I’ve worn it in a live performance in England. The thing I found is there is so much autonomic function occurring when you are in a performance environment, you are not in control of your body to an extent. Your cortisol levels are up, your adrenaline is thundering, your heart is 30 bpms faster than it normally is, and it’s really hard to control. This is the kind of thing you would use in a meditative state, in an isolation chamber. So what I ended up doing a lot with it is noting and studying myself as a case study, how music affects me. So that is how I really ended up using it, and seeing how different sorts of music affects me, how binormal frequencies affect me. I use all of this today still in my music. It was a couple years of study well worth it, but it didn’t pan out necessarily to be Houdini with my brain, but it taught me a lot about what it is that I find chemically moving in music. It taught me a lot about myself.

FNT: Would ever try and use it again?

BT: Yeah I would love to, but it is one of those things that takes a lot of time. I am playing in Hong Kong and then teaching 9th graders math. I have a full schedule (laughs). It would be a desert island vacation week where I would do something like that.

FNT: Can you talk about your DMT training and what you plan to do in the future with that?

BT: I am excited you asked that. First of all, this is important for people to know about. There is a shark finning ban that was repealed in California and I think that’s horrific (Editor’s note: it was not banned, the law is being appealed in Federal Appeals Court now). Anyone who reads this that is politically motivated or lives in California please do something. I would if I lived there. 95% of the world’s shark population is gone (Editor’s note: Certain species are at this critical level, those most used for finning). And every year we kill an ungodly amount of these creatures and they’re the most beautiful predator we have on earth. They’re perfectly designed creatures and to see them, while diving, in the wild in one of the most profound experiences I have ever had.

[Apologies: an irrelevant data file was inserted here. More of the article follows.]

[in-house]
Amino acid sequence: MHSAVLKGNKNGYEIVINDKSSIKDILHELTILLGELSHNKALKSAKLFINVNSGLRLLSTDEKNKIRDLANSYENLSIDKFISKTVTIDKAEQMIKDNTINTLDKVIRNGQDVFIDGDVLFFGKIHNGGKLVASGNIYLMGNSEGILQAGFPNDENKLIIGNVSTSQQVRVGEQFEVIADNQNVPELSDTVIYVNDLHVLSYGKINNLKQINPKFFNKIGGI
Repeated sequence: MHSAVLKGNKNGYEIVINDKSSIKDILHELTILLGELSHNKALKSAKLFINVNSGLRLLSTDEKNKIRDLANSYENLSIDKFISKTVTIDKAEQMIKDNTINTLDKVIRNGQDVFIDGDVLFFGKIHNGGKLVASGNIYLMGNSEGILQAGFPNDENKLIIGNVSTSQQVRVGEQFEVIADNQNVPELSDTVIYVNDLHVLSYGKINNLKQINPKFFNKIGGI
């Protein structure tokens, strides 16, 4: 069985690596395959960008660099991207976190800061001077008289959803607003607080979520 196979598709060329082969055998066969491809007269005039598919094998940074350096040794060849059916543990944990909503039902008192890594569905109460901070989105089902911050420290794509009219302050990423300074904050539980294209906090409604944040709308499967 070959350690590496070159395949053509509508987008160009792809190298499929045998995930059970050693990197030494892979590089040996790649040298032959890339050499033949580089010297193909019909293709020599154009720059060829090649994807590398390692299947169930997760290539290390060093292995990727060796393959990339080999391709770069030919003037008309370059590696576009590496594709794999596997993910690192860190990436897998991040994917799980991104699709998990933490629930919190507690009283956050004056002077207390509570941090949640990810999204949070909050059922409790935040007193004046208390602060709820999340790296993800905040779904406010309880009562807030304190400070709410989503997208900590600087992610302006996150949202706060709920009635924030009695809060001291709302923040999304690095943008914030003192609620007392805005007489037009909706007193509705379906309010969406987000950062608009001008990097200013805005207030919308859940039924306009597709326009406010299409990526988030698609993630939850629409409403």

I just really encourage people read about this and know what’s happening. I am passionate about sharks. I love them because I spend so much time with them. It’s the same thing with bees. I just saw the time magazine cover about bees “A World Without Bees“. We’re really headed in the direction if we don’t do something, in 3-5 years there are not going to be sharks or bees anymore and we are off the grid. We don’t know what is going to happen. These are two very, very important things to the balance of the way the earth works and they are also beautiful, majestic creatures. I spend a lot of time talking about this when I am Southeast Asia to fans. It’s disgraceful. You go into these places that sell sharkfin soup and they kill these creatures and they throw them back in to wildlife preserves in the Galapagos. The soup is primarily chicken stock. It’s barely flavored with a shark, its just horrific. Thank you for asking me about that, appreciate that.

Tags: , , , , , , , , , , , , , , , , , , , , , , , , ,